CAMBRIDGE, MA, November 24, 2008 – The Committee on Capital Markets Regulation (Committee) said today that its latest quarterly update on the competitiveness of global capital markets found evidence of a continuing, significant decline in the attraction of the U.S. public equity market for foreign and American issuers alike.

The latest analysis of competitiveness measures by the Committee was complicated by chaotic market conditions that distorted some of those measures. Those factors included a steep decline in global IPO activity during this year’s first nine months – just 85 global IPOs (those done by foreign companies outside their home markets) valued at $20.4 billion compared with 335 worth $95.8 billion in all of 2007. That is the biggest drop since the 2001-2003 period following the dotcom crash, when the aggregate value of global IPOs averaged just $10.4 billion annually.

Hal S. Scott, the Harvard Law School professor who directs the work of the Committee, said: “Notwithstanding the extraordinary market conditions that skewed some usually reliable measures of competitiveness, significant further deterioration in U.S. public equity market competitiveness clearly stands out.”

He noted that U.S. IPO activity was even more anemic than global IPO activity during the first three quarters of this year, with only 33 IPOs, compared with 220 completed in all of 2007. The 85 global IPOs completed in 2008 through the third quarter represent 25% of the full year 2007 total, while the 33 U.S. IPOs were just 15% of the 2007 total.

In other key conclusions, the Committee, an independent and nonpartisan research organization dedicated to improving the regulation and enhancing the competitiveness of U.S. capital markets, found that:

• U.S. exchanges continue to lose their share of global IPOs. From 1996 to 2006, U.S. stock exchanges attracted 28.7% (by value) of the IPOs done by foreign companies outside their home markets. By 2007, that figure had fallen to 6.9%, and through Q3 of 2008, to 2.0%.

• None of the largest global IPOs are in the U.S. – for the second straight year. In the 11-year period from 1996 to 2006, before it fell to zero in full year 2007, the U.S. had a 25% share of this market, with an average of five of the 20 largest global IPOs listed on a U.S. exchange.

• The number of IPOs that U.S. issuers list only abroad – a category all but unheard of a decade ago – has exploded. In the seven-year period from 1996 to 2002, 0.3% of U.S. companies listed their IPOs only on foreign exchanges. By 2007, that figure had jumped to 8.6%, and through Q3 of 2008 it rose sharply to more than 20% of all U.S. IPOs, or 7 of the 33 U.S. IPOs.

The Committee also found some usually reliable measures have been so distorted by market chaos this year that they currently are misleading.

Distorted measures favoring the U.S. public equity market in the latest quarter include total global market capitalization (38.7% vs. 32.8% in 2007) and the value of global share trading (52% in 2008 vs. 45% in 2007). Both reflect the wave of sell-offs hitting smaller non-U.S. equity markets, leaving the U.S. public equity market still the world’s largest and most liquid even after the erosion in this decade. The Committee recognized that a big drop in the percentage of New York Stock Exchange-listed foreign issuers who were seeking to delist their shares through Sept. 30 of this year (down to 5% from 15% in 2007) reflected a comparison problem. (The year earlier delistings may have been stimulated by a then-recent liberalization of SEC delisting rules.)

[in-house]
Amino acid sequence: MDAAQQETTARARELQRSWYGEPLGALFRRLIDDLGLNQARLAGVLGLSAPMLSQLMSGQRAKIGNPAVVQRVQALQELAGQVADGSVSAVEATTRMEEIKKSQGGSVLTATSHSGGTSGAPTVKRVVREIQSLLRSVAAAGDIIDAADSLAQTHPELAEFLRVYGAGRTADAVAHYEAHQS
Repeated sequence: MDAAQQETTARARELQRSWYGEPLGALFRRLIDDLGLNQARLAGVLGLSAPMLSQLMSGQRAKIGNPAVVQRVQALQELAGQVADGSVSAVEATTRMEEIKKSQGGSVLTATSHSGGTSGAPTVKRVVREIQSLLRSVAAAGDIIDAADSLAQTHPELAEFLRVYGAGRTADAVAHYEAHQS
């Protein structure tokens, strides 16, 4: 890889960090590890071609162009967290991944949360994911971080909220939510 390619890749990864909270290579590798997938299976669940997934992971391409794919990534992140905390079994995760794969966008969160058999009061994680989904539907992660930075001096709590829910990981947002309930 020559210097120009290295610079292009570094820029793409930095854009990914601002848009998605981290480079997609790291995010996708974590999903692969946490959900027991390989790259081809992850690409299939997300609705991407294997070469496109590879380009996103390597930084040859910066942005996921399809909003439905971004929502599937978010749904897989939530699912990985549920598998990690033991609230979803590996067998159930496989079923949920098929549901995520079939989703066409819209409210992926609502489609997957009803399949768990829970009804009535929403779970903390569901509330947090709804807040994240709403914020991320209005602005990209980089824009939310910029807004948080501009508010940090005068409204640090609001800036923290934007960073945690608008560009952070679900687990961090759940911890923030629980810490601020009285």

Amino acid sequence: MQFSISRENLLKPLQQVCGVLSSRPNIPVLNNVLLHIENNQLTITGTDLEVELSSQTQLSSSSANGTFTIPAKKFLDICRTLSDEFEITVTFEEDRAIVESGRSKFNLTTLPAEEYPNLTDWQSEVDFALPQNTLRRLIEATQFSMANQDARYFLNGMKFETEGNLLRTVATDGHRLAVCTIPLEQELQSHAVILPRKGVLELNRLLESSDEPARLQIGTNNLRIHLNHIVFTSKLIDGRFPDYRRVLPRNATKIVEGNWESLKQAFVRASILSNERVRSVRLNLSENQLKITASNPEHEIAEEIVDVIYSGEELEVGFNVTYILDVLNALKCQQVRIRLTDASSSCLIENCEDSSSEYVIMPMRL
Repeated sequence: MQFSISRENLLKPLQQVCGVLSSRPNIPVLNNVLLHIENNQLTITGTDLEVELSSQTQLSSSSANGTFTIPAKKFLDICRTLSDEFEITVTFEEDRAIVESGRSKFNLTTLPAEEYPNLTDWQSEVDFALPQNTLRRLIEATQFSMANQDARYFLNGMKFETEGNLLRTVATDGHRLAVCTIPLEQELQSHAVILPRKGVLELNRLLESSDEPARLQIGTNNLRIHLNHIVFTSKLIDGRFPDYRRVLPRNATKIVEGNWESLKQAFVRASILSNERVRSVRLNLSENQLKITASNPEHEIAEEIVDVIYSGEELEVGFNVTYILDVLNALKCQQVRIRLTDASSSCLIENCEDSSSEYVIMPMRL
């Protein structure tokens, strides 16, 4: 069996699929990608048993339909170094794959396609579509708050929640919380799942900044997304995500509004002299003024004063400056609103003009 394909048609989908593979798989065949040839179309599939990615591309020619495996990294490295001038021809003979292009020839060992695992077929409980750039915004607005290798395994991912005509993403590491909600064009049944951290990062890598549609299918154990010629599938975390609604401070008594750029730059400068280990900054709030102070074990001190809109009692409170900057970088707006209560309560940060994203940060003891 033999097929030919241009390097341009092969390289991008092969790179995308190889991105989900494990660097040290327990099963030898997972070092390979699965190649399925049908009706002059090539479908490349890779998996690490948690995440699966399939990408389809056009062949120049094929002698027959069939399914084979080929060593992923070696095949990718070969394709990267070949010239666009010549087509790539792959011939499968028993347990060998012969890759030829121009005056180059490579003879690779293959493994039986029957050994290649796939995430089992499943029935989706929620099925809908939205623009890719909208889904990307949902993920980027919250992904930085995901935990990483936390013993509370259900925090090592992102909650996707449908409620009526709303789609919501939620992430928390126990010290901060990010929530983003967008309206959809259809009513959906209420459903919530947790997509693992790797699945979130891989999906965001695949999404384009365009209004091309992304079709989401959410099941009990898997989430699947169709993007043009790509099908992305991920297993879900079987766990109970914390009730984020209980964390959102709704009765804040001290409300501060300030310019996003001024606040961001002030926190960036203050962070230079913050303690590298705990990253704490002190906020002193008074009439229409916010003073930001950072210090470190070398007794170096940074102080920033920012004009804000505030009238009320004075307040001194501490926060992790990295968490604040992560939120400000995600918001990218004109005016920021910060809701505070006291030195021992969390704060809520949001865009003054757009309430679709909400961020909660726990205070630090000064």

Among distortions in the opposite direction, the Committee noted a rise in activity of foreign issuers doing Rule 144A IPOs in the U.S. during this year’s first nine months. This rise (to about 95% of the value of global IPOs listed in the U.S. during the period, from 88% in 2007) may well reflect the near impossibility of getting IPOs done in the U.S. through much of the year more than an increasing aversion to the U.S. public equity markets.

The Committee found that while its Q3 update data must be read in the context of the low IPO levels amid market turmoil, the competitive position of the U.S. does indeed continue to deteriorate from historical standards. Without major reforms in shareholder litigation, the regulatory process and shareholder rights, these adverse trends will continue.

The Committee began tracking 13 separate measures of the competitiveness of U.S. capital markets on a quarterly basis in December 2007 with its report: “The Competitive Position of the U.S. Public Equity Market.” The 13 measures fall into five categories: (1) equity raised in public markets; (2) the relative size of the private Rule 144A and public equity markets in the U.S.; (3) cross-listings and delistings by foreign companies; (4) trading on U.S. and non-U.S. stock exchanges; and (5) regional origin of U.S. investment banking revenue. Historical data through Q3 2008 is now available on the Committee’s website at

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For Further Information:

Hal Scott
617 384-5364

Tim Metz
Hullin Metz & Co. LLC
(646) 495-5136